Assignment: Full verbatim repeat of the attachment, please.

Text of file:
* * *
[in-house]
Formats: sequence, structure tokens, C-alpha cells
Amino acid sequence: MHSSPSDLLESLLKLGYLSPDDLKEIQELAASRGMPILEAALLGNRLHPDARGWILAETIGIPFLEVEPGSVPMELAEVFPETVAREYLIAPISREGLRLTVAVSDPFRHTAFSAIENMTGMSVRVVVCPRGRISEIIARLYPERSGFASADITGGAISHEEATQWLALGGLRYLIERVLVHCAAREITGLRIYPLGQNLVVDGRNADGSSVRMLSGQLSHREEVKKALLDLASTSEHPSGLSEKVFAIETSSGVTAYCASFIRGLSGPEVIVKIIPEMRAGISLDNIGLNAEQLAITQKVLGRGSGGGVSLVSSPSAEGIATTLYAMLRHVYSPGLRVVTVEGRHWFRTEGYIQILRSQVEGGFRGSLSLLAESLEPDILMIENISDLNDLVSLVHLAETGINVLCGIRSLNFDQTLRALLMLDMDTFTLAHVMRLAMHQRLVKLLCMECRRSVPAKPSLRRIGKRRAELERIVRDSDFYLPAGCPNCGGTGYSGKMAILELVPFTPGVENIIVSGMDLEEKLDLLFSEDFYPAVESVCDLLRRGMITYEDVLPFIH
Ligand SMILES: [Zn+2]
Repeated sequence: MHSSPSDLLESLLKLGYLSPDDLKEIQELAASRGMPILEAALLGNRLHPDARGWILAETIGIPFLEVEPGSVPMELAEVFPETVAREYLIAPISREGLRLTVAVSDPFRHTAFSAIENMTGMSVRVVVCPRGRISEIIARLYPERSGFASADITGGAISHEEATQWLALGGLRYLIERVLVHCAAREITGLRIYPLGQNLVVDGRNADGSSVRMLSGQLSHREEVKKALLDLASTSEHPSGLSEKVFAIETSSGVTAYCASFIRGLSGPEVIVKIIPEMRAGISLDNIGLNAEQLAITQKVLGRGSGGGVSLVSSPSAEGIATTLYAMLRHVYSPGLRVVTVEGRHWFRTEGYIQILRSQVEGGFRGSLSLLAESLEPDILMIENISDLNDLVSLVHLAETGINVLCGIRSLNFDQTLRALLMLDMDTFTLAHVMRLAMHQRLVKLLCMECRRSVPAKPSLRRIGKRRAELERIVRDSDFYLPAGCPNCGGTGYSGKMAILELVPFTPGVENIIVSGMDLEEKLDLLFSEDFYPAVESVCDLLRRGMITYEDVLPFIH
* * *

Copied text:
[in-house]
Formats: sequence, structure tokens, C-alpha cells
Amino acid sequence: MHSSPSDLLESLLKLGYLSPDDLKEIQELAASRGMPILEAALLGNRLHPDARGWILAETIGIPFLEVEPGSVPMELAEVFPETVAREYLIAPISREGLRLTVAVSDPFRHTAFSAIENMTGMSVRVVVCPRGRISEIIARLYPERSGFASADITGGAISHEEATQWLALGGLRYLIERVLVHCAAREITGLRIYPLGQNLVVDGRNADGSSVRMLSGQLSHREEVKKALLDLASTSEHPSGLSEKVFAIETSSGVTAYCASFIRGLSGPEVIVKIIPEMRAGISLDNIGLNAEQLAITQKVLGRGSGGGVSLVSSPSAEGIATTLYAMLRHVYSPGLRVVTVEGRHWFRTEGYIQILRSQVEGGFRGSLSLLAESLEPDILMIENISDLNDLVSLVHLAETGINVLCGIRSLNFDQTLRALLMLDMDTFTLAHVMRLAMHQRLVKLLCMECRRSVPAKPSLRRIGKRRAELERIVRDSDFYLPAGCPNCGGTGYSGKMAILELVPFTPGVENIIVSGMDLEEKLDLLFSEDFYPAVESVCDLLRRGMITYEDVLPFIH
Ligand SMILES: [Zn+2]
Repeated sequence: MHSSPSDLLESLLKLGYLSPDDLKEIQELAASRGMPILEAALLGNRLHPDARGWILAETIGIPFLEVEPGSVPMELAEVFPETVAREYLIAPISREGLRLTVAVSDPFRHTAFSAIENMTGMSVRVVVCPRGRISEIIARLYPERSGFASADITGGAISHEEATQWLALGGLRYLIERVLVHCAAREITGLRIYPLGQNLVVDGRNADGSSVRMLSGQLSHREEVKKALLDLASTSEHPSGLSEKVFAIETSSGVTAYCASFIRGLSGPEVIVKIIPEMRAGISLDNIGLNAEQLAITQKVLGRGSGGGVSLVSSPSAEGIATTLYAMLRHVYSPGLRVVTVEGRHWFRTEGYIQILRSQVEGGFRGSLSLLAESLEPDILMIENISDLNDLVSLVHLAETGINVLCGIRSLNFDQTLRALLMLDMDTFTLAHVMRLAMHQRLVKLLCMECRRSVPAKPSLRRIGKRRAELERIVRDSDFYLPAGCPNCGGTGYSGKMAILELVPFTPGVENIIVSGMDLEEKLDLLFSEDFYPAVESVCDLLRRGMITYEDVLPFIH